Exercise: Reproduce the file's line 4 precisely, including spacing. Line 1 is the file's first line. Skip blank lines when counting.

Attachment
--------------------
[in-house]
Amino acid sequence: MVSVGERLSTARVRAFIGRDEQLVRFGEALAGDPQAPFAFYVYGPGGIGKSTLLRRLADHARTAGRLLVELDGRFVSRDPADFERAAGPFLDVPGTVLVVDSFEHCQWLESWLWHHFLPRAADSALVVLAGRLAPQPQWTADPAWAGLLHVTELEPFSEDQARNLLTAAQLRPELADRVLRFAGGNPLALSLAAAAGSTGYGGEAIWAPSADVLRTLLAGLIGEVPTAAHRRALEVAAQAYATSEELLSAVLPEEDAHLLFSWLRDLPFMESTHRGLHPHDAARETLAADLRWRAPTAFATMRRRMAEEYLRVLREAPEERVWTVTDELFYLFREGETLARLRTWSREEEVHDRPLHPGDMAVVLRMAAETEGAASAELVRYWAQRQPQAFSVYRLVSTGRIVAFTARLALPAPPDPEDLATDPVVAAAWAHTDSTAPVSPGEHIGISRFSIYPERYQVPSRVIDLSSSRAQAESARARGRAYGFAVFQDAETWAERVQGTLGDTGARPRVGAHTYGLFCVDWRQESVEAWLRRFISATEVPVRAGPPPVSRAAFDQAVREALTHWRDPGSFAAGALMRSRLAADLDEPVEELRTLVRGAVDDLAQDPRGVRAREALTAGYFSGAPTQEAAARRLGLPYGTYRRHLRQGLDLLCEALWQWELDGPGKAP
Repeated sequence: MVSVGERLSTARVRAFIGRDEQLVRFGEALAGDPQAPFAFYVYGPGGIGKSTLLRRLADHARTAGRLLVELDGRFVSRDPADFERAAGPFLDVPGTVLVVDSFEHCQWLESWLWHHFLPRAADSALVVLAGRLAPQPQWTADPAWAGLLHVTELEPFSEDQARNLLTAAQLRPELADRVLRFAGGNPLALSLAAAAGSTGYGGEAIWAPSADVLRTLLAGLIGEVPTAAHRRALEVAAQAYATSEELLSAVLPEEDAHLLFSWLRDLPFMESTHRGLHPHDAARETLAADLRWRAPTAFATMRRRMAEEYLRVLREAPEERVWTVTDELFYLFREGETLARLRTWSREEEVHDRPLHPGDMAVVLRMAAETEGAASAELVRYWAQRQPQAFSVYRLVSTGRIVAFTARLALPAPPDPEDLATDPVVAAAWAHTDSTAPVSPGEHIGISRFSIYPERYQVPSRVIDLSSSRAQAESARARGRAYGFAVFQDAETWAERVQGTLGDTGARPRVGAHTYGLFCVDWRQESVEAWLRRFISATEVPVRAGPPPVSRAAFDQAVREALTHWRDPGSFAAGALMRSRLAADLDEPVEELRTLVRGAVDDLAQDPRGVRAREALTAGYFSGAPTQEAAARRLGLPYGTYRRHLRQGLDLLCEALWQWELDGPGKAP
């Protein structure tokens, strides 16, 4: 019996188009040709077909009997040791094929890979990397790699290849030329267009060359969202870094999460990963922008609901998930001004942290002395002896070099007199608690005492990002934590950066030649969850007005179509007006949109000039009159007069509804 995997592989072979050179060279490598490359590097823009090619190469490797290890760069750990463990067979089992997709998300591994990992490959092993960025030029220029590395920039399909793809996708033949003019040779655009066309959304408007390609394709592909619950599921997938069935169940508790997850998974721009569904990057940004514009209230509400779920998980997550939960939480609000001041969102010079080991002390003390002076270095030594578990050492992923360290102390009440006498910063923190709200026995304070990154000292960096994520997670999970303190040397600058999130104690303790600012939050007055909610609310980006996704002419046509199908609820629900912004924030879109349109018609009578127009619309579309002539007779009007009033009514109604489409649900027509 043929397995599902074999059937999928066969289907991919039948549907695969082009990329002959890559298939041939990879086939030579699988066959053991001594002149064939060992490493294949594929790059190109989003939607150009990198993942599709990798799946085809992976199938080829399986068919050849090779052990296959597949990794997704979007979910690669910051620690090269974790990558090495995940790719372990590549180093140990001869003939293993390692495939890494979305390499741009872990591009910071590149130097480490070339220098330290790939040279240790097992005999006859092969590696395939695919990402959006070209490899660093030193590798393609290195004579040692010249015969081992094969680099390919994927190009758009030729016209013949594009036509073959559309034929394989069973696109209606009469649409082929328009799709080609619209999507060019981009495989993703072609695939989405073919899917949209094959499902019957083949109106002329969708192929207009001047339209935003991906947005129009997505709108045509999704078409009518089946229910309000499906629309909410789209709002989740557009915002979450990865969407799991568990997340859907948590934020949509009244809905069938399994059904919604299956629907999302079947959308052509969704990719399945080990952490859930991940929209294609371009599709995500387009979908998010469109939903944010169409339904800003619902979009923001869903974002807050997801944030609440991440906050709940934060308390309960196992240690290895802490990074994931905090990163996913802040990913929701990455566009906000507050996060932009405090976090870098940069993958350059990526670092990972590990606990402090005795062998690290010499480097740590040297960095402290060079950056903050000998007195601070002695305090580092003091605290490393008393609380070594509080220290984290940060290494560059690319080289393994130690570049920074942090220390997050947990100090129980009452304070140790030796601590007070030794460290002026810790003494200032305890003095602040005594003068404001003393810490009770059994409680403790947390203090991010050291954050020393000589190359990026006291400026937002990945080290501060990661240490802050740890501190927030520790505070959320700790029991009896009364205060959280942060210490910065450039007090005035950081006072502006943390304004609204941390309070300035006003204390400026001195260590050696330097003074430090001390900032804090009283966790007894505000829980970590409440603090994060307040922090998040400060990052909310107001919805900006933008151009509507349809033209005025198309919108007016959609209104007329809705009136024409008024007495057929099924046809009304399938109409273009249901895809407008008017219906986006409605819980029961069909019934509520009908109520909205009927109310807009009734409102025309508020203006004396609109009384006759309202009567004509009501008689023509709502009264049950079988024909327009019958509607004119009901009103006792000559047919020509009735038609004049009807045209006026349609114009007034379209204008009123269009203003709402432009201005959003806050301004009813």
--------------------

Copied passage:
């Protein structure tokens, strides 16, 4: 019996188009040709077909009997040791094929890979990397790699290849030329267009060359969202870094999460990963922008609901998930001004942290002395002896070099007199608690005492990002934590950066030649969850007005179509007006949109000039009159007069509804 995997592989072979050179060279490598490359590097823009090619190469490797290890760069750990463990067979089992997709998300591994990992490959092993960025030029220029590395920039399909793809996708033949003019040779655009066309959304408007390609394709592909619950599921997938069935169940508790997850998974721009569904990057940004514009209230509400779920998980997550939960939480609000001041969102010079080991002390003390002076270095030594578990050492992923360290102390009440006498910063923190709200026995304070990154000292960096994520997670999970303190040397600058999130104690303790600012939050007055909610609310980006996704002419046509199908609820629900912004924030879109349109018609009578127009619309579309002539007779009007009033009514109604489409649900027509 043929397995599902074999059937999928066969289907991919039948549907695969082009990329002959890559298939041939990879086939030579699988066959053991001594002149064939060992490493294949594929790059190109989003939607150009990198993942599709990798799946085809992976199938080829399986068919050849090779052990296959597949990794997704979007979910690669910051620690090269974790990558090495995940790719372990590549180093140990001869003939293993390692495939890494979305390499741009872990591009910071590149130097480490070339220098330290790939040279240790097992005999006859092969590696395939695919990402959006070209490899660093030193590798393609290195004579040692010249015969081992094969680099390919994927190009758009030729016209013949594009036509073959559309034929394989069973696109209606009469649409082929328009799709080609619209999507060019981009495989993703072609695939989405073919899917949209094959499902019957083949109106002329969708192929207009001047339209935003991906947005129009997505709108045509999704078409009518089946229910309000499906629309909410789209709002989740557009915002979450990865969407799991568990997340859907948590934020949509009244809905069938399994059904919604299956629907999302079947959308052509969704990719399945080990952490859930991940929209294609371009599709995500387009979908998010469109939903944010169409339904800003619902979009923001869903974002807050997801944030609440991440906050709940934060308390309960196992240690290895802490990074994931905090990163996913802040990913929701990455566009906000507050996060932009405090976090870098940069993958350059990526670092990972590990606990402090005795062998690290010499480097740590040297960095402290060079950056903050000998007195601070002695305090580092003091605290490393008393609380070594509080220290984290940060290494560059690319080289393994130690570049920074942090220390997050947990100090129980009452304070140790030796601590007070030794460290002026810790003494200032305890003095602040005594003068404001003393810490009770059994409680403790947390203090991010050291954050020393000589190359990026006291400026937002990945080290501060990661240490802050740890501190927030520790505070959320700790029991009896009364205060959280942060210490910065450039007090005035950081006072502006943390304004609204941390309070300035006003204390400026001195260590050696330097003074430090001390900032804090009283966790007894505000829980970590409440603090994060307040922090998040400060990052909310107001919805900006933008151009509507349809033209005025198309919108007016959609209104007329809705009136024409008024007495057929099924046809009304399938109409273009249901895809407008008017219906986006409605819980029961069909019934509520009908109520909205009927109310807009009734409102025309508020203006004396609109009384006759309202009567004509009501008689023509709502009264049950079988024909327009019958509607004119009901009103006792000559047919020509009735038609004049009807045209006026349609114009007034379209204008009123269009203003709402432009201005959003806050301004009813």